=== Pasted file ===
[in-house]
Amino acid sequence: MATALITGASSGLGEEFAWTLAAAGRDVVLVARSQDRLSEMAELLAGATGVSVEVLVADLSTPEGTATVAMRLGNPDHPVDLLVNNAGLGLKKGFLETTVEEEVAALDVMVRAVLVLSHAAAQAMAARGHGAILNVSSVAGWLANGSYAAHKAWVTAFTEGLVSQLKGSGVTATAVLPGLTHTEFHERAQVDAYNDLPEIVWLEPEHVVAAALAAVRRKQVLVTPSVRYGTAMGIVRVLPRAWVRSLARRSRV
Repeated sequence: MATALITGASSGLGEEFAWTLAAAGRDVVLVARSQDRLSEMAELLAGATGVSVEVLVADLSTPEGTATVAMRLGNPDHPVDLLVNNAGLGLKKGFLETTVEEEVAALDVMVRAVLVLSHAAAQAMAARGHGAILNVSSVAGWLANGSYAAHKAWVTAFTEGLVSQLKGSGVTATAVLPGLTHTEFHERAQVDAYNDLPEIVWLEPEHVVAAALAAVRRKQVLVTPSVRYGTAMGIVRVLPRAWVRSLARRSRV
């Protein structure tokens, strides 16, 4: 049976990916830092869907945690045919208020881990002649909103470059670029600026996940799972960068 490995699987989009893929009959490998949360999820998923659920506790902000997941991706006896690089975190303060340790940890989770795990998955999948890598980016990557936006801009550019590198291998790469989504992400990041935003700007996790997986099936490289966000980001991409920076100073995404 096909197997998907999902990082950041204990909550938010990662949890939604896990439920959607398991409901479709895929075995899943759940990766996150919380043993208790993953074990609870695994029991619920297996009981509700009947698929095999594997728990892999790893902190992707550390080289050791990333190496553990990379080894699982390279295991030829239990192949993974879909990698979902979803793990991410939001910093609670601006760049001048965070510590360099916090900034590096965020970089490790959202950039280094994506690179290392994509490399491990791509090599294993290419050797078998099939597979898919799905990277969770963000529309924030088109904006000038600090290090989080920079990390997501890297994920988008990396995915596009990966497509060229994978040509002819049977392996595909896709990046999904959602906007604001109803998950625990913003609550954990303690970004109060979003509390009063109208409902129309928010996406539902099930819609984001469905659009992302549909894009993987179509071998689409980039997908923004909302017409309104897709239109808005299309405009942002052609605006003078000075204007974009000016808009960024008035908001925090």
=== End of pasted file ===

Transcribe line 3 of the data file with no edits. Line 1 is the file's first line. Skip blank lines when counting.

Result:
Repeated sequence: MATALITGASSGLGEEFAWTLAAAGRDVVLVARSQDRLSEMAELLAGATGVSVEVLVADLSTPEGTATVAMRLGNPDHPVDLLVNNAGLGLKKGFLETTVEEEVAALDVMVRAVLVLSHAAAQAMAARGHGAILNVSSVAGWLANGSYAAHKAWVTAFTEGLVSQLKGSGVTATAVLPGLTHTEFHERAQVDAYNDLPEIVWLEPEHVVAAALAAVRRKQVLVTPSVRYGTAMGIVRVLPRAWVRSLARRSRV